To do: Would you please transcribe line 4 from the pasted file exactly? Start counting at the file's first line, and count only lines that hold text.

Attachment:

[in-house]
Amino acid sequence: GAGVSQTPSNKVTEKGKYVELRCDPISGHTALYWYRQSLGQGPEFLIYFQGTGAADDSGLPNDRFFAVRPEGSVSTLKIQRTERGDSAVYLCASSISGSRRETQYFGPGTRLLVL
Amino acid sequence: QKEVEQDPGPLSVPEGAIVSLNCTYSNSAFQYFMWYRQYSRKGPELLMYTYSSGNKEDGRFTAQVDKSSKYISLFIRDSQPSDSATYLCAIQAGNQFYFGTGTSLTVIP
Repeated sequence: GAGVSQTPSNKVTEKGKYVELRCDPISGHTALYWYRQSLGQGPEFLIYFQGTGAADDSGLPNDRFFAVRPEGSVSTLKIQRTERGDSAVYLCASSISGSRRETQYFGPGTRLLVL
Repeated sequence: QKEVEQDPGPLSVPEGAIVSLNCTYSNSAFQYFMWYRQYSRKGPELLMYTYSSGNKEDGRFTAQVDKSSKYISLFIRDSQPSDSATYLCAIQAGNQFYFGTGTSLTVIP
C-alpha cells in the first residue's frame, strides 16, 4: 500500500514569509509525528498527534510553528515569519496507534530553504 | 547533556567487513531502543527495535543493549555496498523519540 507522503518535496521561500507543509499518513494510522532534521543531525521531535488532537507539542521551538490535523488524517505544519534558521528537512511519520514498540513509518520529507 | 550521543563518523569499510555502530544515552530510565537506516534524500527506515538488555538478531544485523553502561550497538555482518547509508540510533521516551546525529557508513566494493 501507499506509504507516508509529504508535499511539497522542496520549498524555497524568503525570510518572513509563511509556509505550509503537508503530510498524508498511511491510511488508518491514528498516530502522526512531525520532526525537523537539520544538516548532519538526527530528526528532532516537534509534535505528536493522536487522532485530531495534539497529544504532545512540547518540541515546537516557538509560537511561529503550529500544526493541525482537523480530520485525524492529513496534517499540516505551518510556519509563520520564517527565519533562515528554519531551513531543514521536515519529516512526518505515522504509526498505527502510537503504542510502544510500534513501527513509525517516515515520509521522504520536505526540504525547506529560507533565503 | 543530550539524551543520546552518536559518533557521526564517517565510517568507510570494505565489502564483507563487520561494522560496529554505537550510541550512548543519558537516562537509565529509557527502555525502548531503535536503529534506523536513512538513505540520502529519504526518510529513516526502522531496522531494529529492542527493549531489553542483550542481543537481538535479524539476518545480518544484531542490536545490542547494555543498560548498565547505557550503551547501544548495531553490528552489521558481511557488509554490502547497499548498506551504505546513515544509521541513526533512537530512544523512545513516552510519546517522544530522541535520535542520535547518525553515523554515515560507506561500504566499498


Repeated sequence: GAGVSQTPSNKVTEKGKYVELRCDPISGHTALYWYRQSLGQGPEFLIYFQGTGAADDSGLPNDRFFAVRPEGSVSTLKIQRTERGDSAVYLCASSISGSRRETQYFGPGTRLLVL